The Briefing, Albert Mohler

Tuesday, January 4, 2022

It’s Tuesday, January 4th, 2022.

I’m Albert Mohler. And this is The Briefing, a daily analysis of news and events from a Christian worldview.

Part I

The Culture of Death Revealed Again: Addressing the Near-Unimaginable Moral Argument That Abortion is a Better Alternative than Adoption

Sometimes you really can’t imagine that an argument can be made, and once it’s made, you have to pay attention to it. That’s the case in an argument that is now recurring in several different contexts. The catalyst for this argument was the Supreme Court’s oral arguments in the Dobbs Case, the big abortion case coming from Mississippi. In this particular case, the comments that have incited so much interest were made by the newest justice of the Supreme Court, Justice Amy Coney Barrett.

In the course of the oral arguments, Justice Barrett pointed to adoption as an alternative to abortion. And when it comes to that kind of experience, Justice Barrett is unique in the history of justices who have sat on the Supreme Court. She gave birth to five children. She is also an adoptive mother. She and her husband are adoptive parents.

But here’s the argument that now comes to the surface, outrage that Justice Barrett made the argument that adoption is an alternative to a woman seeking an abortion, outrage because we are told adoption is actually more traumatic for women than abortion, more traumatic, more dangerous. Well, you have to look at the argument in order to understand what we’re facing here.

David Crary and John Hanna reporting for the Associated Press gave us a story. The headline in the Lakeland Ledger in Florida is this, “Debate Over Adoption Alternative Renewed.” As Crary and Hanna write, there are those who are saying that Justice Barrett made a false argument in saying that adoption should be understood as a positive alternative to abortion.

Setting the stage for the debate, Crary and Hanna begin, “Year after year, several thousand people in the US,” by the way, very interesting use of the word “people” there. That just shows you again, the non-binary transgender revolution, because those people, we know are actually women. Those people, according to the argument here, the article, “Carry unintended pregnancy to term, and then offer the baby for adoption. It’s a choice commended by many foes of abortion.”

Now, notice here that the issue of adoption, the adoption of infants is simply brought up because of the controversy over abortion, as if it’s not an issue worthy of consideration unto itself. But Crary and Hanna continue, “Yet, despite a huge demand for babies from Americans yearning to adopt, perhaps 40 times more people opt for an abortion. And a large majority of those who proceed to give birth, make the choice to keep the child.”

Here’s a crucial paragraph, “The reason say people familiar with unintended pregnancies is that even in those circumstances, a powerful bond is likely to form between the mother to be and the developing baby, and to vastly complicate any decision to put the newborn up for adoption.”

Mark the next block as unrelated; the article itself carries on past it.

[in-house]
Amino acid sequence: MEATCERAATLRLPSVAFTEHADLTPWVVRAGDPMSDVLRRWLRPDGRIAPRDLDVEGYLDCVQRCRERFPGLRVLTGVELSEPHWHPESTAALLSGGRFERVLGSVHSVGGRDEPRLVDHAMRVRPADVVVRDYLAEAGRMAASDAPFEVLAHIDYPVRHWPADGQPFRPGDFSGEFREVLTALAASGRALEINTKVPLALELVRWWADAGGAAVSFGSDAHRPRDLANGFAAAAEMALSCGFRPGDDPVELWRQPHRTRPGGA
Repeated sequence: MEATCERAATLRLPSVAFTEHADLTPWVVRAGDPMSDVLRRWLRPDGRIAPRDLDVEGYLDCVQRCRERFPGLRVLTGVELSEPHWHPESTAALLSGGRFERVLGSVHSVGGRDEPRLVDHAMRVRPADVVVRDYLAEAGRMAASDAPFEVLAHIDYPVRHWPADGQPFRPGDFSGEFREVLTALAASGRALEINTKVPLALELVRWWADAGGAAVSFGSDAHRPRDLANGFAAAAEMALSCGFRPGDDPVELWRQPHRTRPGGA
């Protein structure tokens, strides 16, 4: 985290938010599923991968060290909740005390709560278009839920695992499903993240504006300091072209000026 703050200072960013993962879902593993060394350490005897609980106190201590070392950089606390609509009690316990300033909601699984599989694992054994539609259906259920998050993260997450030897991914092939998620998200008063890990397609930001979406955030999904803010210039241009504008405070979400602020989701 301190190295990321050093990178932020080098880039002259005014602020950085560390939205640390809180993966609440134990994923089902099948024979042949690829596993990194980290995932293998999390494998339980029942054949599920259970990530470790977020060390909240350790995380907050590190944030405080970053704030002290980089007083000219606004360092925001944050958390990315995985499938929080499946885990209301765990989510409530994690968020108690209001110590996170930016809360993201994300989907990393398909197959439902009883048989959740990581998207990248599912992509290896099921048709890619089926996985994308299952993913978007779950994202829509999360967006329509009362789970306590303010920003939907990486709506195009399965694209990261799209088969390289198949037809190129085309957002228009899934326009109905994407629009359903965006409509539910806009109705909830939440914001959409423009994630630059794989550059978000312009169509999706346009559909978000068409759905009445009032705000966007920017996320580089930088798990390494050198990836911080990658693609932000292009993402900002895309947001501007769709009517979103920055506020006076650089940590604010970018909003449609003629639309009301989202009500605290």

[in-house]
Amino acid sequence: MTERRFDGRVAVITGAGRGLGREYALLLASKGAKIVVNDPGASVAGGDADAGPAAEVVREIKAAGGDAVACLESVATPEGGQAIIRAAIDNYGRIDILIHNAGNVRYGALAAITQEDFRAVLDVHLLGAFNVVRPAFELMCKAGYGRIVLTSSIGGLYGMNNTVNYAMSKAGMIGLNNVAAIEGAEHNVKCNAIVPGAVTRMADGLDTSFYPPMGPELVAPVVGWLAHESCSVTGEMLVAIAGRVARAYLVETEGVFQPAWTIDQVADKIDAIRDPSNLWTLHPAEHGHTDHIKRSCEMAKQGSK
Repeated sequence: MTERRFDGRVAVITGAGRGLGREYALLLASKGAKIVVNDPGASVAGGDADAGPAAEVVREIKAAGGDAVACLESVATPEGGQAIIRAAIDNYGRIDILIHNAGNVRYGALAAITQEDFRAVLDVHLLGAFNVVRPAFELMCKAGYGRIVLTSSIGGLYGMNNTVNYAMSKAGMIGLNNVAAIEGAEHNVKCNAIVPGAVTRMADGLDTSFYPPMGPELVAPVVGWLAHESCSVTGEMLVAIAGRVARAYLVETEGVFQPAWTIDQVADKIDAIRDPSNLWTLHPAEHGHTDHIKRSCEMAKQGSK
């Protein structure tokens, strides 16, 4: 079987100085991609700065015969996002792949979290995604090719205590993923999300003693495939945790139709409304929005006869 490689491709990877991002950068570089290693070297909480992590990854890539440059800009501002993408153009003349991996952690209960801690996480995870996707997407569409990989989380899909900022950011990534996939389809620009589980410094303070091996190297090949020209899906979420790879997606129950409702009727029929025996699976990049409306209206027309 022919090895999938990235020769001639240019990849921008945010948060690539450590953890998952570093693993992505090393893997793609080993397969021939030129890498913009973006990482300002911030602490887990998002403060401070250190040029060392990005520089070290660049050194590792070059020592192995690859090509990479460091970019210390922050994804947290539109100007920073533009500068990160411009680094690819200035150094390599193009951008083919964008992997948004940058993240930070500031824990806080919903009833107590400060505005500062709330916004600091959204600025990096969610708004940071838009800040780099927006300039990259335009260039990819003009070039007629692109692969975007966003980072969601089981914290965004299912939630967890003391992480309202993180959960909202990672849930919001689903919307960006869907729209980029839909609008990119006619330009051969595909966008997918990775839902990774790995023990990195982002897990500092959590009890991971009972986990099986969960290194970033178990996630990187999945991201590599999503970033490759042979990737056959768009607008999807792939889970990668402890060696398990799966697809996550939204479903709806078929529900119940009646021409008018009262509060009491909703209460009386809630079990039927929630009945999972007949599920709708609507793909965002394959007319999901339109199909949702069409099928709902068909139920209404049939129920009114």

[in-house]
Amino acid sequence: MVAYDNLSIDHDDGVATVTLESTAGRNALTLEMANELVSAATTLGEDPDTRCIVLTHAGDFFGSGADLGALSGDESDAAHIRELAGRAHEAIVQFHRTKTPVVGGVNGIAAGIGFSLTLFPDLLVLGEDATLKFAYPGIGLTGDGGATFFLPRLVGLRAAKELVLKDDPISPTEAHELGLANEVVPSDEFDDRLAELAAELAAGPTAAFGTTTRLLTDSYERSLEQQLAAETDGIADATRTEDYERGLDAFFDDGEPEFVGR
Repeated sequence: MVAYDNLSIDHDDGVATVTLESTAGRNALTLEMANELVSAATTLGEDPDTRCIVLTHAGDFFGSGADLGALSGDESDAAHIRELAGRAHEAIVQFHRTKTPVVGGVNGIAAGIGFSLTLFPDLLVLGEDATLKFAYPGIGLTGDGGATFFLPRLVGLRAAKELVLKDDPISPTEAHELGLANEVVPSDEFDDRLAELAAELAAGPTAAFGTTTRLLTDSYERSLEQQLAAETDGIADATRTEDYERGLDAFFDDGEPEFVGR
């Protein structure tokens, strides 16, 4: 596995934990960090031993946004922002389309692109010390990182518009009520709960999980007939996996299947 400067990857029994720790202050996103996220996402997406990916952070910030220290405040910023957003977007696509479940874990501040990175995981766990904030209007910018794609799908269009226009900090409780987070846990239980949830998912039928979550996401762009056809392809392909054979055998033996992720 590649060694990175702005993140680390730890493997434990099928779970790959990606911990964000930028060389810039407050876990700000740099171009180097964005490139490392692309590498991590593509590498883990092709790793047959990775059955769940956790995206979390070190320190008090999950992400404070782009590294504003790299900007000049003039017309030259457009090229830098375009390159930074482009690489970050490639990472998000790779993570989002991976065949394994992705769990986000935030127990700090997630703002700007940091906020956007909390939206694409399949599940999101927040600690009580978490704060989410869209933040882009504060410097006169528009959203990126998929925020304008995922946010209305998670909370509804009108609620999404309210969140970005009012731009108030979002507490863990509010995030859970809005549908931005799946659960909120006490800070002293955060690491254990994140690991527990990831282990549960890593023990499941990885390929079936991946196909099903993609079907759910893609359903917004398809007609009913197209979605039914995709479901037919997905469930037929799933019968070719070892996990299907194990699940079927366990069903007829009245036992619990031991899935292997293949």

So, let’s just face the facts here. Here’s the argument, adoption is more difficult for a woman than abortion. And thus adoption is not to be rightly understood as an alternative, morally or otherwise to abortion. But the argument has to be made more strongly than that. And it is in this Associated Press article, and it is an opinion piece that recently ran in the New York Times. One of the persons reporting here is Elizabeth Bartholet, a law professor at Harvard University and “an outspoken advocate of adoption.”

Now, if you hear a familiar refrain that name, Elizabeth Bartholet, well, that’s because she is a vociferous and radical opponent of the right of parents to choose to homeschool. That’s why we have discussed her previously on The Briefing. Her worldview appears to be quite consistent. But she says, “It’s ridiculous to say there’s no problem to eliminate abortion, just place the kids up for adoption.” She says, “It’s not going to be an emotion free non-event. There’s going to be bonding and connection, and a sense that it is unnatural act to give your child away.”

Now, perhaps the most chilling aspect of this entire report in the Associated Press is that it is presented as if in some way, this makes sense. In particular, you need to know this is a moral argument. This is supposed to make moral sense. We are supposed to believe that it makes more moral sense to say that adoption is an unnatural act than to say that abortion is an unnatural act. There’s an incredible acknowledgement here. And that’s the acknowledgement that the unborn is not a non-entity. The unborn child, as Bartholet says, “there’s going to be bonding and connection, and a sense that it’s an unnatural act to give your child away.”

Of course, here’s what we need to understand. It is an infinitely more unnatural act to destroy by choice that unborn life within you. Professor Bartholet, by the way, went right into direct contradiction to Justice Barrett, when she said that the justice’s comments were breathtakingly thoughtless, failing to acknowledge the deep emotional bonds as The Associated Press, that many parents have with their babies, even when they result from an unwanted pregnancy.

Now, again, you will note that in almost every single pro-abortion argument, the baby simply disappears. The unborn child is invisible, a non-entity, not worthy even of the slightest moral consideration. We are told that the only significant moral agent, the only significant moral entity is the woman who autonomously on her own terms is seeking an abortion. But you’ll notice here that when the alternative of adoption, of giving a baby up for adoption, making that baby available to parents who desperately want a child, that when the alternative of adoption is actually brought up, well, all of a sudden the child becomes a significant issue, but a significant issue who becomes a threat to the mother emotionally, because of the bonds that will thus be created between the mother and the unborn.